## 1B.27 Hw Help

$\Delta p \Delta x\geq \frac{h}{4\pi }$

Bita Ghanei 1F
Posts: 60
Joined: Thu Feb 28, 2019 12:15 am

### 1B.27 Hw Help

A bowling ball of mass 8.00 kg is rolled down a bowling alley lane at . What is the minimum uncertainty in its position?

How do you solve for the change in velocity here? It seems as though we are not given enough information.

Paul Hage 2G
Posts: 105
Joined: Thu Jul 25, 2019 12:17 am

### Re: 1B.27 Hw Help

You would use the Heisenberg Uncertainty Equation: ΔpΔx≥h/4pi. This equation is equivalent to mΔvΔx≥h/4pi. So you would now isolate Δv and sub in the values we know. We know, from the problem, that the uncertainty in position, Δx, is 5.0m. The mass is 8.00kg. h is Planck's constant, 6.626 x 10^-34 J s. Using this information, we can isolate Δv and solve.

Sion Hwang 4D
Posts: 51
Joined: Wed Sep 18, 2019 12:21 am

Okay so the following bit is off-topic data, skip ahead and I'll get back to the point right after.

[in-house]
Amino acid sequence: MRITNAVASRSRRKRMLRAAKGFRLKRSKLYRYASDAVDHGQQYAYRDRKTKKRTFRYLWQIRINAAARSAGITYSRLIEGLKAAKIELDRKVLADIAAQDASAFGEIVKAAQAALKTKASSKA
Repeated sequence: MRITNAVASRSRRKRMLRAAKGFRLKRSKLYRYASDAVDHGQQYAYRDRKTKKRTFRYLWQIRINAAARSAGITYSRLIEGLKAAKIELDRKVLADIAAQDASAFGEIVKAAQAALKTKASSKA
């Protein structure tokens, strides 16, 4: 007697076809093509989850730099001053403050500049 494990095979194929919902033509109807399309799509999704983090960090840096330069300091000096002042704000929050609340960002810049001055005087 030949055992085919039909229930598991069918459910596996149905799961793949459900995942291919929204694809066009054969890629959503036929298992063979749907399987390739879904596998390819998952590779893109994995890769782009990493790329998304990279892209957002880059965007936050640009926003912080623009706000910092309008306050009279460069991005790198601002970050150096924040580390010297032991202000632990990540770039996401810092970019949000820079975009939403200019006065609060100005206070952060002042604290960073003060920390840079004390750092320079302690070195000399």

### Re: 1B.27 Hw Help

You use the Heisenberg's Uncertainty Equation.

It states:
ΔmΔvΔx ≥ h/4pi.
You know that the mass is 8.00 kg, h= 6.626 x 10^-34 kg*m^2*s^-1, and Δv is 10m/s. You must isolate Δx.

Hence,

Δx ≥ (6.626 x 10^-34 kg*m^2*s^-1 / 4pi) / (8kg * 10m/s), and you are left with:
Δx ≥ 6.6 x 10^-37 m.

RRahimtoola1I
Posts: 102
Joined: Fri Aug 09, 2019 12:15 am

### Re: 1B.27 Hw Help

For ∆x, I got 6.6 x 10-36m also, but the answer in the back of the book and the solution manual is 1.3 x 10-36m. Which is the correct answer?

AlyssaYeh_1B
Posts: 100
Joined: Sat Aug 17, 2019 12:16 am

### Re: 1B.27 Hw Help

RRahimtoola1G wrote:For ∆x, I got 6.6 x 10-36m also, but the answer in the back of the book and the solution manual is 1.3 x 10-36m. Which is the correct answer?

The correct answer would be 6.6 x 10-37m. There was an error in the solutions manual (Δv = 5m/s when Δv should've been 10m/s)

805307623
Posts: 99
Joined: Fri Aug 09, 2019 12:17 am

### Re: 1B.27 Hw Help

If you plug in all the variables the equation: delta x= (1/2)(h/(m*delta v)) should provide the answer straight away.